Four out of Five

Very, very, briefly. I want would like to make one point, or a rebuttal to the following article. I hasten to point out that I thought four of the five points are excellent. I expect to enjoy the book by Jared Kennedy and agree with most of it as well. I particularly enjoyed his point about how Children’s Ministry is not about entertaining kids*. I would have liked more, but again, the book probably covers this to a satisfactory extent.

The area in which I depart from my fellow children’s minister is in his second point, “We don’t need it.” Very quickly he goes into how he sees a need for Children’s church because Children can’t follow a sermon or visitors and unbelievers will be distracted by children. Nope, I consider this to be a straw man argument. 1. Church is not for unbelievers, it is for believers. 2. If a church is serious about battling the idol of a consumerist mindset, one of the easiest ways to do so is not have a place where kids are out of sight. Kids can and do believe in Jesus, if so they are part of the Church body. They are not some inconvenience that needs to be tucked away until they are old enough to be more interesting.

But more so, it is a lie to believe that kids can get nothing from a sermon. I remember as a kid sitting in every service. I can remember the Sunday it clicked that I was actually following the sermon and understanding it. Learning self-control before that was not exactly a net loss either. I also remember how strange it was when my family moved to a church where my sisters and I were expected to be shunted off into a children’s church and how obnoxious we found it. The next week we were back in “big people church” taking notes in the sermon because that was what we understood church to be.**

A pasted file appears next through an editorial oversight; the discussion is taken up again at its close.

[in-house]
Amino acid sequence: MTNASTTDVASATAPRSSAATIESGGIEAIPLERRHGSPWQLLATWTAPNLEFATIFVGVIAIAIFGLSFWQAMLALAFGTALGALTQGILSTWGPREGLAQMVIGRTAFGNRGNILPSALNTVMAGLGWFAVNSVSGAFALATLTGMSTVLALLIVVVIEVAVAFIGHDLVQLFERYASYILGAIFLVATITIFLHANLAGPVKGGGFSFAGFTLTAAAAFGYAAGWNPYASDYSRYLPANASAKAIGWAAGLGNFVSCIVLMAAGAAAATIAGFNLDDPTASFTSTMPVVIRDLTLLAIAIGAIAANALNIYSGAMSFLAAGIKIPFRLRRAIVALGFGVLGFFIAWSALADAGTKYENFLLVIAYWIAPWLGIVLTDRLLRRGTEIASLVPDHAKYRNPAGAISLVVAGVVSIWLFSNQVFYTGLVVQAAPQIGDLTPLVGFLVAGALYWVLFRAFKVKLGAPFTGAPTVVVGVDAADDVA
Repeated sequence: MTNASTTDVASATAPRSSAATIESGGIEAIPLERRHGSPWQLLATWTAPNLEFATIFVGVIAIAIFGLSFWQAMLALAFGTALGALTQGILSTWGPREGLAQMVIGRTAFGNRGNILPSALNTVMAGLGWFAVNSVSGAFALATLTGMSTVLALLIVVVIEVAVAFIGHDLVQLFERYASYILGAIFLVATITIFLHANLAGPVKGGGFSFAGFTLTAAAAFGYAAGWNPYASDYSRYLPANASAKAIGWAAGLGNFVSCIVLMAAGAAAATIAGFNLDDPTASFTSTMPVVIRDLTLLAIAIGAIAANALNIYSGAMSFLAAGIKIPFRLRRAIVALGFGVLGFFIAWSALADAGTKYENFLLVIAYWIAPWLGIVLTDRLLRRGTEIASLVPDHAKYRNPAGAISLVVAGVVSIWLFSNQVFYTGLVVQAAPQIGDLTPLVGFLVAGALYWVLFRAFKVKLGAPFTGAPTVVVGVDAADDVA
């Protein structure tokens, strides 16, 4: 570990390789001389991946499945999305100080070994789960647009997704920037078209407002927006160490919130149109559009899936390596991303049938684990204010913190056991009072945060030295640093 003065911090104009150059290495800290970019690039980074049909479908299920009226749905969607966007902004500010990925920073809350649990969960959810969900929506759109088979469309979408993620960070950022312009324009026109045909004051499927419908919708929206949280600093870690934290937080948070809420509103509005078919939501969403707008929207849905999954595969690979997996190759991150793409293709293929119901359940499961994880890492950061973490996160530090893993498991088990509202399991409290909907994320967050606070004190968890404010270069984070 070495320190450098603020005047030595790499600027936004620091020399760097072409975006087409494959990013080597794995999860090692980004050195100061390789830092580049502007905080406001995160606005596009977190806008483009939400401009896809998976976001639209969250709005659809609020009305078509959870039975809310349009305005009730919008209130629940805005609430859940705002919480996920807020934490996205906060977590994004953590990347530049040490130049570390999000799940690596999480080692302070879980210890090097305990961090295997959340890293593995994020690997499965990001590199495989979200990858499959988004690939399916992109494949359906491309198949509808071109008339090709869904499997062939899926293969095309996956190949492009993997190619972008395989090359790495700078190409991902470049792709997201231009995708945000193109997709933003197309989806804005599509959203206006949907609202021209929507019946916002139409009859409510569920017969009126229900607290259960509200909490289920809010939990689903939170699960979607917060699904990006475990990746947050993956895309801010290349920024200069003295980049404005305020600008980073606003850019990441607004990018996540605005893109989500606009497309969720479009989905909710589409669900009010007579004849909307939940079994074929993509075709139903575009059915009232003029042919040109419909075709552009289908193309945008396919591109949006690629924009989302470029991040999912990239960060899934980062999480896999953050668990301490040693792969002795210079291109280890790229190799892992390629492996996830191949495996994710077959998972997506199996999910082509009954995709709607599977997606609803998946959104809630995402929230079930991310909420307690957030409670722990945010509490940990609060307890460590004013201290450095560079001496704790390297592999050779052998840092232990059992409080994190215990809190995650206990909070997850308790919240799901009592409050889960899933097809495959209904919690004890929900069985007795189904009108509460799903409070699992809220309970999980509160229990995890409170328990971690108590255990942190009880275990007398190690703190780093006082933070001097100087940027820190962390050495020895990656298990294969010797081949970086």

And now as a Children’s Minister I can say with confidence that when it comes to children’s church, “We don’t need it.” There are six other days of the week, and Sunday School, or Sunday evenings when kids can be taught specifically to their age. Children’s church has become a tradition, or worse, a cottage industry. It won’t die any time soon, but it should. 

In the same article Kennedy encourages parents to teach and catechize their children. I vote yes. Children’s ministry is supplemental to that, and as such should remain on the periphery. Kids who are in the church should be in the church. It is part of raising them up in the fear and admonition of the Lord. 

*I have many thoughts that will probably show up at a later date on kids just watching a screen of some pre recorded silliness. I used to hate churches just throwing in a video of Veggie Tales, but O how I now long for those days after having reviewed the current offerings pretending to be Bible Teaching…

**Ironically that church later hired my mother as the children’s minister and it became a point of contention that her own kids did not participate in the children’s ministry.

%d bloggers like this: